By Amanda MacMillan and Clare Carswell
Napier University started its MSc in professional banking in 2009 but, after attracting only a handful of students, admitted it had pulled the plug on this year’s course.
The Edinburgh institution said the degree, which it ran together with the Chartered Institute of Bankers in Scotland (CIOBS), had been cancelled.
The one-year, full-time course was aimed at propelling ambitious bank workers up the corporate ladder.
Despite the intention of creating a new generation of Sir Fred Goodwins, the course fees were a relatively affordable £2,250.
Napier hoped to attract as many as 30 students a year to the course but it soon became apparent that was about as likely as Fred the Shred losing his Knighthood.
Only eight financial wizards signed up for last year’s “pilot” course, meaning even a student banker could work out it was not economically viable.
A spokesman for the university said last year’s crop of students had found the course “extremely interesting and rewarding”.
But he added: “For every postgraduate programme we offer, we need a certain number of students to make the course economically viable. “
The university is working with CIOBS to see if it is possible to relaunch the course this autumn, said the spokesman.
Napier was rated the city’s top university for graduate employability by the Higher Education Statistics Agency in 2010.
But Simon Thompson, chief executive of CIOBS, appeared to blame Napier University – rather than the reputation of the industry – for the lack of interest in the course.
He said: “Napier has not been successful in advertising the course. The difficulty with Napier is that they have no track record with that subject area.
“As an institute we had a record number of students. I suspect that Napier’s resources are focused elsewhere.”
A spokesman for the British Bankers’ Association insisted that despite the financial crisis and problems at Napier, there was still huge interest in the banking profession.
He added: “There are banking courses that are still seeing a steady stream of applicants coming through. Around 426,000 people are directly employed in banking across the UK.
“The UK banking industry continues to employ thousands of people so certainly it continues to be a sizeable industry.”
Marc O’Donnell, a consultant with recruitment firm Search questioned whether it was even necessary to have the Napier course.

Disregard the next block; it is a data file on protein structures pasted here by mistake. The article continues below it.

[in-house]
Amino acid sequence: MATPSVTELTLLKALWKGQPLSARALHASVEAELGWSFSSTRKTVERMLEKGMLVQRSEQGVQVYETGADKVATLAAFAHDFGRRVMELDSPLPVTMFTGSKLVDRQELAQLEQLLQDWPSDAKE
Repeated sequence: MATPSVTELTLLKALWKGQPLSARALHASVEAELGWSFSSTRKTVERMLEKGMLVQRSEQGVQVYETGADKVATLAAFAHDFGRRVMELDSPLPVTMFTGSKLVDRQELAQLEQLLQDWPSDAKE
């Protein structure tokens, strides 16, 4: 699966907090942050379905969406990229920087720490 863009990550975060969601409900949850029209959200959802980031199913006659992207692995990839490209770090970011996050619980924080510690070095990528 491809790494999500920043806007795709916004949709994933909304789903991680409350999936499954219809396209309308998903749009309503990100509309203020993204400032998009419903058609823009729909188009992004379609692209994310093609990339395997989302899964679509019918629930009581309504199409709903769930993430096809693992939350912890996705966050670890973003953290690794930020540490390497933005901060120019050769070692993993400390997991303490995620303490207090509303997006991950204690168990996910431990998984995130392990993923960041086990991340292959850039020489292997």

He said: “To get into banking there is accountancy, actuary, financial services or even applied maths. In terms of having a banking degree, I’m not sure it is entirely relevant. It may not mean as much as other well-rounded courses.”
The banking crisis was particularly embarrassing for Scotland’s financial sector with both RBS and Bank of Scotland among the institutions needing taxpayer bail-outs to stay afloat.
In 2007, a year before the meltdown, the then RBS boss, Sir Fred Goodwin, pocketed a salary of £4.2 million.
Although they never rode high in the popularity stakes, bankers have become one of the most derided groups in society and increasingly in the sights of comics and commentators.
Last night, Scottish stand-up Vladimir McTavish weighed in on the demise of the Napier course.
He said: “The course was called professional banking? What? As opposed to amateur banking? Well, I suppose it was amateur what went before.
“But, really? This course? How could it be done badly? It’s banking – you go to work, you **** things up, and take home a bonus.
“Presumably the people taking this course found it hard to admit. How could they face their parents and tell them what they had done? They’d have to cover it up with having a job as a stripper.”
McTavish added: “I’ve covered banking in my material before, it’s something that obviously affects everyday life and it is something that I have talked about.
“You find that it’s not necessarily comedy gold but more that people laugh because there’s not much else they can do.”
The issue of bankers’ bonuses continues to grab the headlines. Last week it was claimed the government is “resigned” to UK banks handing out billions in bonuses to executives, despite the financial meltdown.
Experts predict RBS will still pay around £1bn in bonuses compared with £1.3bn last year.
And in a bid to avoid further controversy over bonuses, there is evidence some banks are simply increasing salaries, in some cases by as much as 40%.